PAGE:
Jakarta’s Latest Semi-Lockdown Rules, Explained

We highlight six differences between current restrictions and those rolled out during the early months of the Covid-19 pandemic.

Masked commuters at an MRT station in Jakarta. (Photo: Iqbal Nuril Anwar/Pixabay)

Residents of the Indonesian capital woke up this morning to a second round of Large-scale Social Restrictions (PSBB), which are set to remain in force for the next two weeks. Under the new rules, public gatherings in Jakarta are restricted to no more than five people, with trains and buses running at reduced frequencies and subject to a carrying capacity of 50 percent. Schools, parks, sports venues, and tourist attractions have all been closed, but on the whole, things are more relaxed than the PSBB imposed in April. Here are a few of the key differences:


1. Offices are open at 25 percent capacity

Jakarta governor Anies Baswedan appears to have walked back on an initial proposal for all employees in non-essential sectors to work from home. Workplaces in 11 major sectors—including healthcare, food and beverage, logistics, finance, construction, and hospitality—have permission to operate at half-capacity. Government offices and private companies that do not fall under those categories are required to limit employee numbers at 25 percent for the next two weeks. Upon the discovery of a positive Covid-19 case at an office, the whole building will be shut for three days.


2. Ride-hailing services can be used

Unlike the stricter PSBB early on in the pandemic, Grab and Go-Jek drivers are still able to pick up passengers with health protocols in place. Packages and other items can also be delivered across town.


3. Malls and markets remain open, but at 50 percent capacity

It is entirely possible (but not exactly advisable) to go shopping as retail outlets will continue to operate during this period. However, given the reimposed ban on dine-in services, eateries inside malls are only offering delivery and takeout. Should anyone at a shopping center or market test positive for the virus, the entire facility will be closed for three days for large-scale disinfection.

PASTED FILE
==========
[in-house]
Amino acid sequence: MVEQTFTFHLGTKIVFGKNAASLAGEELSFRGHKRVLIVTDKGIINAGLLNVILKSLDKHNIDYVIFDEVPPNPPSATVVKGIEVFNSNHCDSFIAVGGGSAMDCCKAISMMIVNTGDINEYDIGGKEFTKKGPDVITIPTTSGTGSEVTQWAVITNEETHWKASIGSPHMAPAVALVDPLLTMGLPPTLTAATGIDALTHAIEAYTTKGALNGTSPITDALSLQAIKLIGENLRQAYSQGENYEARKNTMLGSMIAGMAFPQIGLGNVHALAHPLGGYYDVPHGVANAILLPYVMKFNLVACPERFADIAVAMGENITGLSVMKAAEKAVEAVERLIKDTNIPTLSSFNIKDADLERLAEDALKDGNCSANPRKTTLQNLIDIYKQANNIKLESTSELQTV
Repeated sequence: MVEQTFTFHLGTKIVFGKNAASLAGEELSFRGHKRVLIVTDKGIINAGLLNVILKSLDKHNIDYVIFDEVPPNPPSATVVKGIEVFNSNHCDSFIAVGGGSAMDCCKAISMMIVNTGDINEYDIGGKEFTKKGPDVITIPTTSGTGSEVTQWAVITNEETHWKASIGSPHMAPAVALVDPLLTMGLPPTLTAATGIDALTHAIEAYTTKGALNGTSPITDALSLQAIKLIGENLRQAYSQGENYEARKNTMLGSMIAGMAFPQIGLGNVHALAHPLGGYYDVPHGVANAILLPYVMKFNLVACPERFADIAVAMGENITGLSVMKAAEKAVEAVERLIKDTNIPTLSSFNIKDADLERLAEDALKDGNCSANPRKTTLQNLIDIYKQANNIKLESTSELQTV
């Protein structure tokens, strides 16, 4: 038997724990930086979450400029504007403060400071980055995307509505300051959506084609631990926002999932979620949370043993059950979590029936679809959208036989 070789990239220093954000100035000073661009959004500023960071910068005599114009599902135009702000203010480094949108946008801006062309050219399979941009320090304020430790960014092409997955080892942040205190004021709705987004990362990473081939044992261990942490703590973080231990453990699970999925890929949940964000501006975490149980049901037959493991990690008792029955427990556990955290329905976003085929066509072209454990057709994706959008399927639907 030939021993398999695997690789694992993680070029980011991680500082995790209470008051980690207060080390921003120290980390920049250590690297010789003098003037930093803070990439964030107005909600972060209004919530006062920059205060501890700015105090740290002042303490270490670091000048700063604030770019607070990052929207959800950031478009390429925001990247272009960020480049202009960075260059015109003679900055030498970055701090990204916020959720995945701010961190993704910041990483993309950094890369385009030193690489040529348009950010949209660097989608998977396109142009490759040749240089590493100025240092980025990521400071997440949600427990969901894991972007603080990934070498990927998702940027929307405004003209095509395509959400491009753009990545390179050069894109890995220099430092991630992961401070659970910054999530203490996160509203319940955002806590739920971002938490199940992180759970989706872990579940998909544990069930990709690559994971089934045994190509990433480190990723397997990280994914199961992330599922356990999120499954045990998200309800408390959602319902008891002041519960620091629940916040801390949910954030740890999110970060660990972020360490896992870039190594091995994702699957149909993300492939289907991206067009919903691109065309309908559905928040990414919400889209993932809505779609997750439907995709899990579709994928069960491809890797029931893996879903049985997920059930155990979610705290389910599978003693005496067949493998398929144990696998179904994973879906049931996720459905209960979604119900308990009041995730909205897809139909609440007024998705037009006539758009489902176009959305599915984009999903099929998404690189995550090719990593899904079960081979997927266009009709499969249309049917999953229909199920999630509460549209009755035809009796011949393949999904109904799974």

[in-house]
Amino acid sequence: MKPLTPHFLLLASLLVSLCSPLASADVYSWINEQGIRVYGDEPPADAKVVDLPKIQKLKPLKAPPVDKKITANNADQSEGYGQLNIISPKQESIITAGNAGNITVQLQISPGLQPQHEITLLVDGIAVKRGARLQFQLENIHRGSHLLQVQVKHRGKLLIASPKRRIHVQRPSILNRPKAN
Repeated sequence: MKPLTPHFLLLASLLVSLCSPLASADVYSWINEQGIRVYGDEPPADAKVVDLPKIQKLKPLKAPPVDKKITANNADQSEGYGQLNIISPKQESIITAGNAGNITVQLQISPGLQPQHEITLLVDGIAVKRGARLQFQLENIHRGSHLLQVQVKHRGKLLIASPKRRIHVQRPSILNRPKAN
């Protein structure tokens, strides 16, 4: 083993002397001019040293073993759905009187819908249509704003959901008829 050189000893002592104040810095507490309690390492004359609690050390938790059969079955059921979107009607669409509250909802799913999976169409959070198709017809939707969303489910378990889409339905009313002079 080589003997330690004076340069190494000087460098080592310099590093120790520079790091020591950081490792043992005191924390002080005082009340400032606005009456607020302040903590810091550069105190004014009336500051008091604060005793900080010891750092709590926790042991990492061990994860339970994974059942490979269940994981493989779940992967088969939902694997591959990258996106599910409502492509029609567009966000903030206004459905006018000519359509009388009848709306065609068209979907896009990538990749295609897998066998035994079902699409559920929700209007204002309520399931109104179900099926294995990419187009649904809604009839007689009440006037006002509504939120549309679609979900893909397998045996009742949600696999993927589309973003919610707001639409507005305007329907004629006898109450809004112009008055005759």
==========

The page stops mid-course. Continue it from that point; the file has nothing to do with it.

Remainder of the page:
4. There are less restrictions on private vehicles

Whereas the earlier PSBB mandated that cars could only be filled to half-capacity with passengers seated apart, current restrictions limit numbers to two people per row of seats. However, families or individuals living at the same address are exempt from this rule. Jakarta’s odd-even traffic policy will not apply during this period; it is not yet known if the movement of private vehicles between Jakarta and neighboring provinces will be restricted as it was in the weeks leading up to Lebaran.


5. Some places of worship remain open

Major mosques, churches, and temples that draw worshippers from across the city must be temporarily shut, along with all places of worship in declared neighborhood-level “red zones”. But those used by local communities in less-affected residential areas can still operate at 50 percent capacity.


6. Self-isolation at home is no longer allowed

Starting today, Covid-19 patients must be housed in designated facilities to lower the risk of transmission within families and curb the development of new household viral clusters. Anyone who insists on isolating at home will be picked up by law enforcement officers.

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